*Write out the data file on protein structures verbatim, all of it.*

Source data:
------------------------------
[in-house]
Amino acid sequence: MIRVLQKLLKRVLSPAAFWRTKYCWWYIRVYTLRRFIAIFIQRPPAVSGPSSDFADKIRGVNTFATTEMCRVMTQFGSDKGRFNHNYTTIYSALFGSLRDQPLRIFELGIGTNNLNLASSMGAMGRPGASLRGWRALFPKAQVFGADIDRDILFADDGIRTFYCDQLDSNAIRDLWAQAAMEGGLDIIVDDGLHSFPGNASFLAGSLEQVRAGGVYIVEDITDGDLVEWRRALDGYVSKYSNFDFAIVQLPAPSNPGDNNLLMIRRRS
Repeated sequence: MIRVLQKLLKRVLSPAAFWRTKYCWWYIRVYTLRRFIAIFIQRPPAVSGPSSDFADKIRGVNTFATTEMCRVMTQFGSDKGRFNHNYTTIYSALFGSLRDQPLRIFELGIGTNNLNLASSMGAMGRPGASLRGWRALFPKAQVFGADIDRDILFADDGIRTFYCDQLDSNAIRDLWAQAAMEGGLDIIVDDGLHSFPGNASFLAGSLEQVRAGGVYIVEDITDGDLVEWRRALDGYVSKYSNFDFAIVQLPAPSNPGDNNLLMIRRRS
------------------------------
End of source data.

[in-house]
Amino acid sequence: MIRVLQKLLKRVLSPAAFWRTKYCWWYIRVYTLRRFIAIFIQRPPAVSGPSSDFADKIRGVNTFATTEMCRVMTQFGSDKGRFNHNYTTIYSALFGSLRDQPLRIFELGIGTNNLNLASSMGAMGRPGASLRGWRALFPKAQVFGADIDRDILFADDGIRTFYCDQLDSNAIRDLWAQAAMEGGLDIIVDDGLHSFPGNASFLAGSLEQVRAGGVYIVEDITDGDLVEWRRALDGYVSKYSNFDFAIVQLPAPSNPGDNNLLMIRRRS
Repeated sequence: MIRVLQKLLKRVLSPAAFWRTKYCWWYIRVYTLRRFIAIFIQRPPAVSGPSSDFADKIRGVNTFATTEMCRVMTQFGSDKGRFNHNYTTIYSALFGSLRDQPLRIFELGIGTNNLNLASSMGAMGRPGASLRGWRALFPKAQVFGADIDRDILFADDGIRTFYCDQLDSNAIRDLWAQAAMEGGLDIIVDDGLHSFPGNASFLAGSLEQVRAGGVYIVEDITDGDLVEWRRALDGYVSKYSNFDFAIVQLPAPSNPGDNNLLMIRRRS